Poland is on track to completely ban shopping on Sundays by the year 2020, the Catholic Herald recently:
The Sejm, the lower house of Poland’s parliament, passed the bill by 254 to 156 to restrict Sunday shopping to the first and last Sunday of the month until the end of 2018, only on the last Sunday in the month in 2019, and to ban it totally starting in 2020.
The country’s ruling conservative party and the trade unions agreed that the new policy would allow workers to spend more time with their families.
Back in July, President Trump delivered a speech in Poland’s Krasinski Square in which he praised the Poles as “a people who know the true value of what [they] defend.”
In an era of increasing globalization, it is rare to see a country acknowledge that some things are more important than economic prosperity. For instance, every November, tens of thousands of Poles march in the national, which commemorates the restoration of sovereignty to the Polish people after more than a century of foreign subjugation by the Germans, Austrians, and Russians. The march is a people-led celebration of traditional Polish values like faith, family, and patriotism.
The Poles understand that the family is the foundation of civilization. Healthy families produce strong, successful nations.
Many Western nations, including our own, have harmed the family by promoting sexual licentiousness and individual isolationism. We’ve spat on marriage and trivialized parenthood.
The spread of moral relativism has created a wide vacuum that non-Western ideologies are happy to fill. Yes, I’m talking about Islam. I’m also talking about the militant atheism of Castro, Stalin, and Sanger.
In the past decade we’ve seen how the open border policies and liberal social values of countries like Germany, France, and Sweden have spelled destruction. These nations have seen their cities transformed by individuals and cultures who hate the traditions and values that once formed them and despise the citizens who inhabit them.
Liberal efforts to topple the “patriarchy” and abolish sexual differences have ironically aided the rise of wildly patriarchal and oppressive cultures.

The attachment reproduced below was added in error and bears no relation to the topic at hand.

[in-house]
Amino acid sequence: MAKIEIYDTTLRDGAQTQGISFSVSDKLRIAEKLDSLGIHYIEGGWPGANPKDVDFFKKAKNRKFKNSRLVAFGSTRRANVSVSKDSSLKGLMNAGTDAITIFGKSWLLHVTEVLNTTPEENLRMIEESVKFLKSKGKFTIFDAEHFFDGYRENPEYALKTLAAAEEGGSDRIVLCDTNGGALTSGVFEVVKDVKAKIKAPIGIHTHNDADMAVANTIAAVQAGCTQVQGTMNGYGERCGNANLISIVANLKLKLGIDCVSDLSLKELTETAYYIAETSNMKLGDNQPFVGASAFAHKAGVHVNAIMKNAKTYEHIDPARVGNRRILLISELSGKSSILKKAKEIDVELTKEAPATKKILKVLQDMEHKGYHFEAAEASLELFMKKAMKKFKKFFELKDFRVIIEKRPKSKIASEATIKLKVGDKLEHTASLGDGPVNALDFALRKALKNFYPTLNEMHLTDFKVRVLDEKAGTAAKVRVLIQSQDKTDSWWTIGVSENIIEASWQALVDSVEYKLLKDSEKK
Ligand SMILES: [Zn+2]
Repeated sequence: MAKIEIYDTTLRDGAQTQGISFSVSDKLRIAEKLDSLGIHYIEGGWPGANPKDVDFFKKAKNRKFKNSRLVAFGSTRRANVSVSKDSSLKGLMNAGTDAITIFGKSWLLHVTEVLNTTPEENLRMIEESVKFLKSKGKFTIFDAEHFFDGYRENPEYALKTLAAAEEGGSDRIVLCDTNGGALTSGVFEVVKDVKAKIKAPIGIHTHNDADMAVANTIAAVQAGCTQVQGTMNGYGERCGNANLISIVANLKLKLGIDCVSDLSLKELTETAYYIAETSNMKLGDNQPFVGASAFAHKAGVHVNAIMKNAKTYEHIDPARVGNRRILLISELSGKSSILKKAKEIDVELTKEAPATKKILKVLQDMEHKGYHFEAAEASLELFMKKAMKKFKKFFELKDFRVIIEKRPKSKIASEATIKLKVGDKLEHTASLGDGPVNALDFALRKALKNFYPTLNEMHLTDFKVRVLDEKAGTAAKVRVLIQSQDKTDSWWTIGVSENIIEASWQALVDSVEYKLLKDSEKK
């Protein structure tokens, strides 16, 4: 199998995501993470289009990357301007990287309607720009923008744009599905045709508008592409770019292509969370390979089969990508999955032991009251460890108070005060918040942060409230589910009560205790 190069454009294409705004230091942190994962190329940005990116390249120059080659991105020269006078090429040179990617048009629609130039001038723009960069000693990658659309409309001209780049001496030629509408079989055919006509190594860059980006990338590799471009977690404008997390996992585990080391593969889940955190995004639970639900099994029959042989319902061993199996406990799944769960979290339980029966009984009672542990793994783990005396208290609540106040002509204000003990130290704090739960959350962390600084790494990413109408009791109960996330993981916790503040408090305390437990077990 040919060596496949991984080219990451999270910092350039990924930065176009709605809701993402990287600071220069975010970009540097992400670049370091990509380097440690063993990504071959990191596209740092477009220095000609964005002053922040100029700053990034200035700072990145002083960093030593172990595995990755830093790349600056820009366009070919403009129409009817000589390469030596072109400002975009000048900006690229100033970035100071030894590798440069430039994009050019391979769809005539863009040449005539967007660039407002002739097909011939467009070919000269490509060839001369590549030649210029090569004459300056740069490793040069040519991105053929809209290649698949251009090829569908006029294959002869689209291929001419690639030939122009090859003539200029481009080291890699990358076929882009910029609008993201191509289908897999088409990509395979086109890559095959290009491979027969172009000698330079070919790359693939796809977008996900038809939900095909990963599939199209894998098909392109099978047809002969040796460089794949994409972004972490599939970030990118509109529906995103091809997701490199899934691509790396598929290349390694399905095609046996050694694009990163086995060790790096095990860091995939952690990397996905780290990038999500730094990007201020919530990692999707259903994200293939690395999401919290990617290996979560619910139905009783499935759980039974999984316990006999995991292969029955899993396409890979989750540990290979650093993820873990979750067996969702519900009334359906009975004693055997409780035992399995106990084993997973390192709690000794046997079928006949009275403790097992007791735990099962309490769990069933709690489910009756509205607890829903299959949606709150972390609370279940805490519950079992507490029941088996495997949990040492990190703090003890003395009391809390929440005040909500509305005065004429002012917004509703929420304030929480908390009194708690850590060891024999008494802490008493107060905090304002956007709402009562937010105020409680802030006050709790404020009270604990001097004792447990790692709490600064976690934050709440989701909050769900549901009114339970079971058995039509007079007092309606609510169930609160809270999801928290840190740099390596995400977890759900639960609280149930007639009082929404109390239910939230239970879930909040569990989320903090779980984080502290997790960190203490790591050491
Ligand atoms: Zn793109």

Too many Western countries have sacrificed their safety and heritage to the modern gods of diversity and inclusivity. By contrast, the Poles have resolved to put politics at the service of their culture, rather than allow politics to replace it. It is because of this that they are able to stand as a fit contender in the war against competing ideologies.
It’s difficult to imagine the United States introducing a policy banning Sunday shopping; in fact, even many conservatives would likely oppose the idea. But Poland is significantly more religiously and culturally homogeneous than the U.S. We have our own traditions and Judeo-Christian mores to defend, and we’ve done a terrible job doing so.
“Every nation has its own genius, its own qualities, springing from the hidden roots of its being,” Pope Pius XII once. “The wise development, the encouragement within limits, of that genius, those qualities, does no harm; and if a nation cares to take precautions, to lay down rules, for that end, it has the Church’s approval.”
In a modern society where many countries have betrayed the traditional Western values of life and liberty, Poland stands out as unapologetically Polish.
We’re not Poland, and we shouldn’t try to be (though I’m sure many Catholics would love to see the day when 1 million Americans gather at the U.S. border).
But we can and should strive for the type of cultural unity (not uniformity) that springs from a shared view of the common good. We could learn a lesson from a country who knows its identity and defends it against all others so that its citizens may benefit.
There’s room for debate over whether or to what degree the government should be involved in the quest to reclaim culture and morality, but at the very least it’s responsible for not actively promoting policies that undermine morality.
CatholicVote’s Stephen Herreid and Joshua Mercer discuss this very topic in this week’s episode of the CatholicVote Radio Hour. Check out their debate here and share your thoughts in the comments below.